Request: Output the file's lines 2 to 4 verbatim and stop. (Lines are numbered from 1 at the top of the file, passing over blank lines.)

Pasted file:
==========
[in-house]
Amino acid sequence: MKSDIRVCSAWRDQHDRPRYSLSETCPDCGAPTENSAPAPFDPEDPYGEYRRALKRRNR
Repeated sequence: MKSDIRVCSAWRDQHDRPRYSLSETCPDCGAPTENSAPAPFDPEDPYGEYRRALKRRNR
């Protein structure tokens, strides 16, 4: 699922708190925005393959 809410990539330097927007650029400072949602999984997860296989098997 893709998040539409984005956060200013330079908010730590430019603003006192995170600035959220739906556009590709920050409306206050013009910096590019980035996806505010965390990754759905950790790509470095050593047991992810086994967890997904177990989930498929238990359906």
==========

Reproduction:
Amino acid sequence: MKSDIRVCSAWRDQHDRPRYSLSETCPDCGAPTENSAPAPFDPEDPYGEYRRALKRRNR
Repeated sequence: MKSDIRVCSAWRDQHDRPRYSLSETCPDCGAPTENSAPAPFDPEDPYGEYRRALKRRNR
């Protein structure tokens, strides 16, 4: 699922708190925005393959 809410990539330097927007650029400072949602999984997860296989098997 893709998040539409984005956060200013330079908010730590430019603003006192995170600035959220739906556009590709920050409306206050013009910096590019980035996806505010965390990754759905950790790509470095050593047991992810086994967890997904177990989930498929238990359906």